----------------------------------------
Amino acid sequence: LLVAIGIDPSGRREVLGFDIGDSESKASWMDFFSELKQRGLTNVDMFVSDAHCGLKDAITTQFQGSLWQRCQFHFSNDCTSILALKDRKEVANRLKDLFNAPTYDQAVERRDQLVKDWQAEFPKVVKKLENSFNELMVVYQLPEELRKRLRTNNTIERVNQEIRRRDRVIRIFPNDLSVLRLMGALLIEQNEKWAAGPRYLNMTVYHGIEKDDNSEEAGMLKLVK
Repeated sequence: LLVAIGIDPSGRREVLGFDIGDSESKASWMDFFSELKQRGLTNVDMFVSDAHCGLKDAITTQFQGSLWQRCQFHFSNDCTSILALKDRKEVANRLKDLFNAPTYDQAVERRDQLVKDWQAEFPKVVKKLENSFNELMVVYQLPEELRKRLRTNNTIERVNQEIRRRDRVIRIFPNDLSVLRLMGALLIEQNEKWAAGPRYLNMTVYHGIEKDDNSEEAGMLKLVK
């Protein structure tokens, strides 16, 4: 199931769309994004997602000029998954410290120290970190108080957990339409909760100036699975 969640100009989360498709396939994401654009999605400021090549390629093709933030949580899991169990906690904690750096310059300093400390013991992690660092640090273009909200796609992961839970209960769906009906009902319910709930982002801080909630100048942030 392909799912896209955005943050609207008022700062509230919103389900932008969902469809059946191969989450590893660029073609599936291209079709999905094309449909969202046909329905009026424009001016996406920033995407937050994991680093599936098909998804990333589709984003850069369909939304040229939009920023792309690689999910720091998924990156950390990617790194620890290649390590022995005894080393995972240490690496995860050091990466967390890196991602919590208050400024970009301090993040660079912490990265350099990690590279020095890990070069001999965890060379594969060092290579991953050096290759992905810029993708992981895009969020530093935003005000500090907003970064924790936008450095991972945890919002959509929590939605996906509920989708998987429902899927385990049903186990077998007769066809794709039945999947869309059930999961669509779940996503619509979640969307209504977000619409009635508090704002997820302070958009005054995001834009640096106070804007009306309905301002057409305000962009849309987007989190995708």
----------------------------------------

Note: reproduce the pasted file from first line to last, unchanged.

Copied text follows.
Amino acid sequence: LLVAIGIDPSGRREVLGFDIGDSESKASWMDFFSELKQRGLTNVDMFVSDAHCGLKDAITTQFQGSLWQRCQFHFSNDCTSILALKDRKEVANRLKDLFNAPTYDQAVERRDQLVKDWQAEFPKVVKKLENSFNELMVVYQLPEELRKRLRTNNTIERVNQEIRRRDRVIRIFPNDLSVLRLMGALLIEQNEKWAAGPRYLNMTVYHGIEKDDNSEEAGMLKLVK
Repeated sequence: LLVAIGIDPSGRREVLGFDIGDSESKASWMDFFSELKQRGLTNVDMFVSDAHCGLKDAITTQFQGSLWQRCQFHFSNDCTSILALKDRKEVANRLKDLFNAPTYDQAVERRDQLVKDWQAEFPKVVKKLENSFNELMVVYQLPEELRKRLRTNNTIERVNQEIRRRDRVIRIFPNDLSVLRLMGALLIEQNEKWAAGPRYLNMTVYHGIEKDDNSEEAGMLKLVK
């Protein structure tokens, strides 16, 4: 199931769309994004997602000029998954410290120290970190108080957990339409909760100036699975 969640100009989360498709396939994401654009999605400021090549390629093709933030949580899991169990906690904690750096310059300093400390013991992690660092640090273009909200796609992961839970209960769906009906009902319910709930982002801080909630100048942030 392909799912896209955005943050609207008022700062509230919103389900932008969902469809059946191969989450590893660029073609599936291209079709999905094309449909969202046909329905009026424009001016996406920033995407937050994991680093599936098909998804990333589709984003850069369909939304040229939009920023792309690689999910720091998924990156950390990617790194620890290649390590022995005894080393995972240490690496995860050091990466967390890196991602919590208050400024970009301090993040660079912490990265350099990690590279020095890990070069001999965890060379594969060092290579991953050096290759992905810029993708992981895009969020530093935003005000500090907003970064924790936008450095991972945890919002959509929590939605996906509920989708998987429902899927385990049903186990077998007769066809794709039945999947869309059930999961669509779940996503619509979640969307209504977000619409009635508090704002997820302070958009005054995001834009640096106070804007009306309905301002057409305000962009849309987007989190995708």